But before we get to that point, there are already plenty of examples in-market where VR and 360 video are helping consumers hone in on a destination or experience. Since launching 360 video on the Tourism Australia website, there has been a 67% lift in engagement across the site. Further afield, the Thomas Cook virtual holiday experience created by London production studio Visualise VR, is allowing prospective customers to visit the sights of New York, Singapore and Egypt in full 360 video. Available at Thomas Cook Concept Stores in Germany, Belgium and the UK, the 'Try Before You Fly' scheme generated flights and hotel bookings of more than $17,000 and 40% return on investment in its first three months alone. The service was also responsible for 190% uplift in New York excursions.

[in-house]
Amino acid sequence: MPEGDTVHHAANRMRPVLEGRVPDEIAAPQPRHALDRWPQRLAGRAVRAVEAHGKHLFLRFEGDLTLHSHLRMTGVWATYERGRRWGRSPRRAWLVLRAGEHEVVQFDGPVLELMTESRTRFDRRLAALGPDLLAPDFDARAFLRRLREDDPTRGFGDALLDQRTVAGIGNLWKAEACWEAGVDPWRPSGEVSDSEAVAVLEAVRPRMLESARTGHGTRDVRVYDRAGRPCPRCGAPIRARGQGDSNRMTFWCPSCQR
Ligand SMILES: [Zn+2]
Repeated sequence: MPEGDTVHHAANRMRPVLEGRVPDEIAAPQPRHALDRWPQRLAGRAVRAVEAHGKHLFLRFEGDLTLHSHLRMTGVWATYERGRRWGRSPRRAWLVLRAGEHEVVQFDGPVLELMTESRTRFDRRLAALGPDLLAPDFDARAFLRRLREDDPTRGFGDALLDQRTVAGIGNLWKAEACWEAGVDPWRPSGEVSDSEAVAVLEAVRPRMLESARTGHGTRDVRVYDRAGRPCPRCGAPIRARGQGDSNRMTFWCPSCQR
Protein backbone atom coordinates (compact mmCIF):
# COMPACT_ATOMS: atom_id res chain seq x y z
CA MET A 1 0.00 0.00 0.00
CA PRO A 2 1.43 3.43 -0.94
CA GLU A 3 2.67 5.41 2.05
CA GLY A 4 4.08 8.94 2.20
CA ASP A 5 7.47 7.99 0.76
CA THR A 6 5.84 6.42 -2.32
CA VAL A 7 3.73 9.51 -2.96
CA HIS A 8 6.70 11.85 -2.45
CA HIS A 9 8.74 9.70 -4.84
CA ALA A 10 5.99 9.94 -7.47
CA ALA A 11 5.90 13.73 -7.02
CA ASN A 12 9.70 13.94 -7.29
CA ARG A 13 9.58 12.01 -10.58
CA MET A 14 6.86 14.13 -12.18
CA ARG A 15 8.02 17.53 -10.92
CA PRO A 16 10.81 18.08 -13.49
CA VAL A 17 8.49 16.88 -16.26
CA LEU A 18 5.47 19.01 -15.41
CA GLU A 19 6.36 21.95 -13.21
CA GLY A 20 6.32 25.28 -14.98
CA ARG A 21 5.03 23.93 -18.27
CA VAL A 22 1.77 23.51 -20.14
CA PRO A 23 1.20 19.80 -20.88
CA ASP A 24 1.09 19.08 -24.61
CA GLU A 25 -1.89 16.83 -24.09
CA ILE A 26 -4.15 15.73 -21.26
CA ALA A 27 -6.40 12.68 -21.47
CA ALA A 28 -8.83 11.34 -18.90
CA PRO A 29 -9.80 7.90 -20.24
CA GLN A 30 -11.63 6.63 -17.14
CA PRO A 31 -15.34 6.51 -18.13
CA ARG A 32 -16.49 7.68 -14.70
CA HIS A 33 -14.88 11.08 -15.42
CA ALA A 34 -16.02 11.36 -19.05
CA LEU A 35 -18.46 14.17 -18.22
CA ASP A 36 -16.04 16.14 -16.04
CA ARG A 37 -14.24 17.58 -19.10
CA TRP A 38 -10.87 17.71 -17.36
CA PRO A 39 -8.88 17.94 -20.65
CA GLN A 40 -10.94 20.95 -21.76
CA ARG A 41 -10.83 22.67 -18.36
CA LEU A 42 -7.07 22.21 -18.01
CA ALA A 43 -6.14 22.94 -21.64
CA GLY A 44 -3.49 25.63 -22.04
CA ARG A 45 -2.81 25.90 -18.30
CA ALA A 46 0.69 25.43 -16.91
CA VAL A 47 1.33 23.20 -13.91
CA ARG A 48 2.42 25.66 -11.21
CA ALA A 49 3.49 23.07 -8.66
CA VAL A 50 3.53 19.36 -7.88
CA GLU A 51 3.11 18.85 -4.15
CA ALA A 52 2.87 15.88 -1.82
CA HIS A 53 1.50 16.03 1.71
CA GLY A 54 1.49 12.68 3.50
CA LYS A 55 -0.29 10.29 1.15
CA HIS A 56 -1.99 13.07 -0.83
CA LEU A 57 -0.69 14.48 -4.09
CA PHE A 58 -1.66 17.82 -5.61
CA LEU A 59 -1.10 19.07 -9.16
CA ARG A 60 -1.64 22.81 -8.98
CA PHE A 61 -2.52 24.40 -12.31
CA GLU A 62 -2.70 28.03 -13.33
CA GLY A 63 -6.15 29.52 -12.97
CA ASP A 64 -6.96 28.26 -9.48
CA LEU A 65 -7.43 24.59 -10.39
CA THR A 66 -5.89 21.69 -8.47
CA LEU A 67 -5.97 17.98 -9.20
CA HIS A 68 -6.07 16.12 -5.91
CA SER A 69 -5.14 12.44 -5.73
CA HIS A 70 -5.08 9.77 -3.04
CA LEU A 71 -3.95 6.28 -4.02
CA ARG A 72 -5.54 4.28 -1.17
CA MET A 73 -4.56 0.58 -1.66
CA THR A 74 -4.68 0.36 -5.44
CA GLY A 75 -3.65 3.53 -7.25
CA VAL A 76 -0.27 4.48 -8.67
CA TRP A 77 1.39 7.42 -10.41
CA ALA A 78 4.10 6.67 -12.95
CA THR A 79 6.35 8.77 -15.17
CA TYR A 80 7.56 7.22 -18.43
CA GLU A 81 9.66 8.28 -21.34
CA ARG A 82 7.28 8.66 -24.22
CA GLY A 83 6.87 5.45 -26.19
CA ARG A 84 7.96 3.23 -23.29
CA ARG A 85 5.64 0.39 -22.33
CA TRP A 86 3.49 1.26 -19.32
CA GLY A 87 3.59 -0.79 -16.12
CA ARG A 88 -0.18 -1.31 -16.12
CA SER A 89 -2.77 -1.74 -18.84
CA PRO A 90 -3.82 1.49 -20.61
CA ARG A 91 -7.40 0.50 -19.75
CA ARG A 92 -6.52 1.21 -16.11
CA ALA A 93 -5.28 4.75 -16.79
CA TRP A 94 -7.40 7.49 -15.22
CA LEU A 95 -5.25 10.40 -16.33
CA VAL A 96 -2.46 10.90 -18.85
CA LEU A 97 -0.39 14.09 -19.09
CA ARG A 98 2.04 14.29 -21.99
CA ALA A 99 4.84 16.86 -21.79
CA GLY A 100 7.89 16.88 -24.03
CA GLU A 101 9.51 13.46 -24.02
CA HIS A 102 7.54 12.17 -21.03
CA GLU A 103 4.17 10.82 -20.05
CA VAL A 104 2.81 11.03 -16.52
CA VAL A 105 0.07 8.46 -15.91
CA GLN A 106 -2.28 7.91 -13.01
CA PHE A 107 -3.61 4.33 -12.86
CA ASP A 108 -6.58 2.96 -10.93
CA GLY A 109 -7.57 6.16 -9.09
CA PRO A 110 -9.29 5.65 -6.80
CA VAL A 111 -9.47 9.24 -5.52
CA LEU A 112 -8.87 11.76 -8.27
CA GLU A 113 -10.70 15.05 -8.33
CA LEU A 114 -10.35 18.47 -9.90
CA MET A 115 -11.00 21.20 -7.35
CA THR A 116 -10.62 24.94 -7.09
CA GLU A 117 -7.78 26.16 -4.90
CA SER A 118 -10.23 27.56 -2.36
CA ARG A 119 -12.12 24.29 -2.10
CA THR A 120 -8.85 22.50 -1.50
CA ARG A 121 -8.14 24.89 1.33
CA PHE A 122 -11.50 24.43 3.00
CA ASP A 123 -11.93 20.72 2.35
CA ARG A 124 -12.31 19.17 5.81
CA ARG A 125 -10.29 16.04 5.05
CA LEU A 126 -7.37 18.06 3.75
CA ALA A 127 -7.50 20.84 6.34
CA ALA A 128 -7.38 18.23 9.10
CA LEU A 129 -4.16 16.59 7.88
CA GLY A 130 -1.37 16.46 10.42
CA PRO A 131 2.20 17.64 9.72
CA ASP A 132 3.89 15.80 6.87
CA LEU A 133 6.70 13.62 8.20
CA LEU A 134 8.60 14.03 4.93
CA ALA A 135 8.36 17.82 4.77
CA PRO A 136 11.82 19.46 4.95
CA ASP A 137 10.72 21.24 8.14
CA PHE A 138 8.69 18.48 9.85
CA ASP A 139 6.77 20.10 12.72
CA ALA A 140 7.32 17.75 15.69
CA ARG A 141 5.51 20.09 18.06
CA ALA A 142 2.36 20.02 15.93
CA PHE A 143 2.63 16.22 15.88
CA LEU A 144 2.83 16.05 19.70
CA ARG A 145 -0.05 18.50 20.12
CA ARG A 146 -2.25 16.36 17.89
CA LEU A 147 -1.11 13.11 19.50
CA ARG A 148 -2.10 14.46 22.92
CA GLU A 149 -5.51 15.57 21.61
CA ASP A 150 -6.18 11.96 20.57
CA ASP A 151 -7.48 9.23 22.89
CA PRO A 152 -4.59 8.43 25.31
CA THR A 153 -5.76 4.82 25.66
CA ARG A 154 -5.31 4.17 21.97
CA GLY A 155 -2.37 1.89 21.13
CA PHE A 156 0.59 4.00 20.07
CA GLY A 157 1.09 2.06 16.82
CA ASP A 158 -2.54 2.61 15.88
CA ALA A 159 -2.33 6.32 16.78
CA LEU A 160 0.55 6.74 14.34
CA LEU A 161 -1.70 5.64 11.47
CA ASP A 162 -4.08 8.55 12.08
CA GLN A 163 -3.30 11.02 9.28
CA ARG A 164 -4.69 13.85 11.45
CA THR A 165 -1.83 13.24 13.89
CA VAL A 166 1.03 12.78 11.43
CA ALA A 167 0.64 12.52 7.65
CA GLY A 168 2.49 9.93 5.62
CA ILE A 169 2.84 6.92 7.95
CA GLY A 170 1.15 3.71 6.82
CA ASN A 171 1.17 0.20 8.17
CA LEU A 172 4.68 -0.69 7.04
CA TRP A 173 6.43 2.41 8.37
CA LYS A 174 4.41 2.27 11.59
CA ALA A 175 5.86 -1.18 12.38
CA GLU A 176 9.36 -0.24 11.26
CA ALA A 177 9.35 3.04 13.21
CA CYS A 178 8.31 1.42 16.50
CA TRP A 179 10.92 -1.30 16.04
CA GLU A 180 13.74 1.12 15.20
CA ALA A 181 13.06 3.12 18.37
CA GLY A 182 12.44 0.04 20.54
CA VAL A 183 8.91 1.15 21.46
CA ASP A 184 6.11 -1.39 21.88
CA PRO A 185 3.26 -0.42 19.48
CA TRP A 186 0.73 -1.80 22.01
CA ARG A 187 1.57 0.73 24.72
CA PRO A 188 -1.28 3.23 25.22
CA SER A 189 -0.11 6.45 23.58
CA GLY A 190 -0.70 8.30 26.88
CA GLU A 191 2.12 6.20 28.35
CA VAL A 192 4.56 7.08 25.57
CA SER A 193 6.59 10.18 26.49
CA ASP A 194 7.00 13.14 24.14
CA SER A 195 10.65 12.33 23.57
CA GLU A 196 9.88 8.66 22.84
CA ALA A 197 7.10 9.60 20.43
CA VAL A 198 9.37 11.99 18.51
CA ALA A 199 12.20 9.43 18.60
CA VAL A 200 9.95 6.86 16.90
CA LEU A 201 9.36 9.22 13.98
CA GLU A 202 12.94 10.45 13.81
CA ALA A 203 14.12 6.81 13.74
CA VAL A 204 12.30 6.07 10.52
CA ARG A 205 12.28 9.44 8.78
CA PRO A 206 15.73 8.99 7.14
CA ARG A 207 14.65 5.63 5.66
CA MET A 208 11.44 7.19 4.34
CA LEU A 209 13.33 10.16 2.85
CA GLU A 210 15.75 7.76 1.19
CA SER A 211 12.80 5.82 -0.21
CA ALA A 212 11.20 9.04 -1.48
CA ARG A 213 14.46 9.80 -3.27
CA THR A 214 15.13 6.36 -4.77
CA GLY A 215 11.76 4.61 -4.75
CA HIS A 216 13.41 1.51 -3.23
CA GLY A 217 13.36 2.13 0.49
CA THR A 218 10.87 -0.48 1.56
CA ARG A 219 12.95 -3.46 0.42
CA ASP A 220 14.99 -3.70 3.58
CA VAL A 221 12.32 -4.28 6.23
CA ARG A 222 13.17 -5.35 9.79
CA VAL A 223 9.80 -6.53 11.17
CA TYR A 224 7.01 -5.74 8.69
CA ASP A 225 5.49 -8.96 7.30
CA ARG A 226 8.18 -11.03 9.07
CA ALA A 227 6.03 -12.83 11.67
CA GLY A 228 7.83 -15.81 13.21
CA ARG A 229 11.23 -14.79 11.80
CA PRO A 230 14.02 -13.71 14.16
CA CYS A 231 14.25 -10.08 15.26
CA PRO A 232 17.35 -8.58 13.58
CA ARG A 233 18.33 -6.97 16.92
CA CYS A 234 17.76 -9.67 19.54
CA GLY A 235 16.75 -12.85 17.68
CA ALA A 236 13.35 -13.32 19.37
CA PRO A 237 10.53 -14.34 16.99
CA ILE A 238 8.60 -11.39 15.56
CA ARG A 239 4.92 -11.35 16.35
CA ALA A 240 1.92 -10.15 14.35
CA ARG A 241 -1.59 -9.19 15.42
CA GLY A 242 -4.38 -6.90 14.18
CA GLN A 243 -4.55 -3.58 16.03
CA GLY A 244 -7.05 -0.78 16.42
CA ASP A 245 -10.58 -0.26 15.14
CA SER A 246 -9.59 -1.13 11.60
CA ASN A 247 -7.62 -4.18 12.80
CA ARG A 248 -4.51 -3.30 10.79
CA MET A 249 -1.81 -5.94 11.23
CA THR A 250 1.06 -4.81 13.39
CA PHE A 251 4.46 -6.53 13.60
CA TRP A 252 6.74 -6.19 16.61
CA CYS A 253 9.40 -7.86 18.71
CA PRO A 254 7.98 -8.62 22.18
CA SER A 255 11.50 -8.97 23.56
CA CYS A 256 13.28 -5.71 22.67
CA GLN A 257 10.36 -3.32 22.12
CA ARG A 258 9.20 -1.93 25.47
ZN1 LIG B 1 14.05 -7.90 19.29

Based on these examples, VR doesn’t look to be killing the travel business anytime soon which must come as a relief to many in an industry that’s already facing large scale disruption as tech-based players such as AirBnb, a business valued at $US25 billion, start to dominate the space.
Daniel Kerzner, Vice President of Marketing at Starwood Hotels, EAME, says the use of 360 video is helping to deliver serious conversions for the bookings of event and meeting spaces. “We've definitely seen good results for meeting planners converting inquiries into bookings based on the meeting space being appropriate for their needs,” he says. From Kerzner’s perspective, it’s also useful for hotels undergoing renovation or new properties allowing prospective visitors to get an experience of what their stay will feel like before handing over their hard-earned cash. In that sense, though, Kerzner is referring to renderings of properties as opposed to actual virtual experiences. As such, it’s worth defining VR.